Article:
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Buddha Jayanti Tripitaka Series, Volume XXIV
Udānapāḷi (KN 3)
The Pāli text of the Udāna (KN 3) which has eighty discourses covering much of the Life of the Buddha. Includes notes on variant readings, its grammar, prosody, and how the material has been collected, with an analysis of the metre of the verse texts.
Html Table of Contents (outline)
Html Table of Contents (detailed)
1 - Āyusaṅkhāravossajanasuttaṁ
2 - Jaṭilasuttaṁ
3 - Paccavekkhanasuttaṁ
4 - Paṭhamanānātitthiyasuttaṁ
5 - Dutiyanānātitthiyasuttaṁ
6 - Tatiyanānātitthiyasuttaṁ
7 - Subhūtisuttaṁ
8 - Gaṇikāsuttaṁ
9 - Upātisuttaṁ
10 - Tathāgatuppādasuttaṁ
1 - Paṭhamabhaddiyasuttaṁ
2 - Dutiyabhaddiyasuttaṁ
3 - Sattasuttaṁ
4 - Dutiyasattasuttaṁ
5 - Lakuṇṭakabhaddiyasuttaṁ
6 - Taṇhākkhayasuttaṁ
7 - Papañcakkhayasuttaṁ
8 - Kaccānasuttaṁ
9 - Udapānasuttaṁ
10 - Udenasuttaṁ
1 - Paṭhamanibbānasuttaṁ
2 - Dutiyanibbānasuttaṁ
3 - Tatiyanibbānasuttaṁ
4 - Catutthanibbānasuttaṁ
5 - Cundasuttaṁ
6 - Pāṭaligāmiyasuttaṁ
7 - Dvidhāpathasuttaṁ
8 - Visākhāsuttaṁ
9 - Paṭhamadabbasuttaṁ
10 - Dutiyadabbasuttaṁ
* * *
The text of Udānapāḷi presented here is substantially a transliteration of the Sinhala version of the text as printed in the Buddha Jayanti Tripitaka Series, Volume XXIV. In preparing this edition the corrigenda (śuddhi patraya) as printed on page xxx-xxxi of that volume have been taken into account. Other corrections, made by the present editor while preparing this edition of the text, have been noted in the appropriate place.
In the original edition there were many cases where BJT was inconsistent in its use of punctuation, layout, and entering of notes. Here an attempt has been made to present a more standardized version of the text in this regard, but as the matter is trivial on the one hand, and extremely numerous on the other, these sort of changes have not been noted.
In this version the repetitions that occur in the text, and that were abbreviated in the printed text by peyyāla (...pe...) have been filled in, and are displayed in violet coloured text for easy identification.
For this edition the abbreviations in BJT have been interpreted as follows:
Sī = Palm leaf book
Mu = Printed book
Mudditapāḷi = Printed edition of the text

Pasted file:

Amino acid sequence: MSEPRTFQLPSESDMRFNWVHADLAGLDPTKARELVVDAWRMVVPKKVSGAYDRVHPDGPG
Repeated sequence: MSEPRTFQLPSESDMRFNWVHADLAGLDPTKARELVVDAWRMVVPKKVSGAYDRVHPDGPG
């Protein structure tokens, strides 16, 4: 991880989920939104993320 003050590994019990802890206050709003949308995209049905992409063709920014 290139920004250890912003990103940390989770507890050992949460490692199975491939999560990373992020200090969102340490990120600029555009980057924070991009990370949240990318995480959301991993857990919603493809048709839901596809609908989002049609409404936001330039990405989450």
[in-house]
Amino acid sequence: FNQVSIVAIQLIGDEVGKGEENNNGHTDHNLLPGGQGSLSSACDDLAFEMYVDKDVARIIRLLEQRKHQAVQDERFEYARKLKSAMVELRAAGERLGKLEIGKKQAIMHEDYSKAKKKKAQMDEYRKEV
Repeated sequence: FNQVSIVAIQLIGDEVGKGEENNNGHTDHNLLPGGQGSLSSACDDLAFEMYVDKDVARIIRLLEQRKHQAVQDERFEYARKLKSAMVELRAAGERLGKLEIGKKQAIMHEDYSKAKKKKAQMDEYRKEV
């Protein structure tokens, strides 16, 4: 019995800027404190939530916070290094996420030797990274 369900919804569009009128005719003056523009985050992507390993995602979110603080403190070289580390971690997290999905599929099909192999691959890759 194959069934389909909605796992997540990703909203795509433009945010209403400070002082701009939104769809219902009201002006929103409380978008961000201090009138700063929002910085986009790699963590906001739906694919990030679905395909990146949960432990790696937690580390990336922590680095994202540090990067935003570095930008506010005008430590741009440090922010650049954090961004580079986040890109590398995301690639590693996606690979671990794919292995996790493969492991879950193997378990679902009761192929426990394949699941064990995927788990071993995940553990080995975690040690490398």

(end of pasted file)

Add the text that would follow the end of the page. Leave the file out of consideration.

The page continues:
Mudditaṭṭhakathā = Printed edition of the commentary
Aṭṭhakathā = Commentary
Machasa = ChS (i.e. the Burmese Chaṭṭha Saṅgāyana edition)
Syā = Thai (i.e. the Royal Thai edition)
Saṇgītikārakatherānaṁ gāthayo = Verses recited by the elders at the 1st council
Kesuci potthakesu = In some books
Katthaci = Seen somewhere
Sabbattha = Everywhere else
Iti pi pāṭho = Is another reading
Pā = Reading noted in the commentary
As can be seen a number of the abbreviations are rather vague, no indication is given as to which palm leaf books have been consulted, for instance, or exactly which edition of the commentary (though here we may assume it to be the Simon Hewavitarne Bequest Series edition).
I have put in the metrical markings above the verses, and provided a short commentary on the metre for those who are interested in such matters, and as a guide for editors who may wish to establish a better version of the text later on. The metre and variations are normally noted alongside the verse, but the normal form of the Siloka metre, being so numerous, has to be presumed when no further identification has been provided.
There are two complete word indexes to the text, one giving the BJT page number, and the other the sutta number. An index of the gāthā first lines, and an index to the metres, have also been compiled. This hopefully make reference much easier for those who wish to study the text.
This work has been produced in order to assist in making known the teachings of the Buddha, please remember that many people have contributed their time and energy to this gift of the Dhamma. Anyone who wishes to use the document or its database is welcome to do so, but they should make an acknowledgement to the Sri Lanka Tipitaka Project.
N.B. While preparing the .pdf versions of these texts in February 2005, I moved the Udāna Appendix to this section as it is mainly in Pāḷi and more fitting for those who can already read the text.
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last updated: June 2007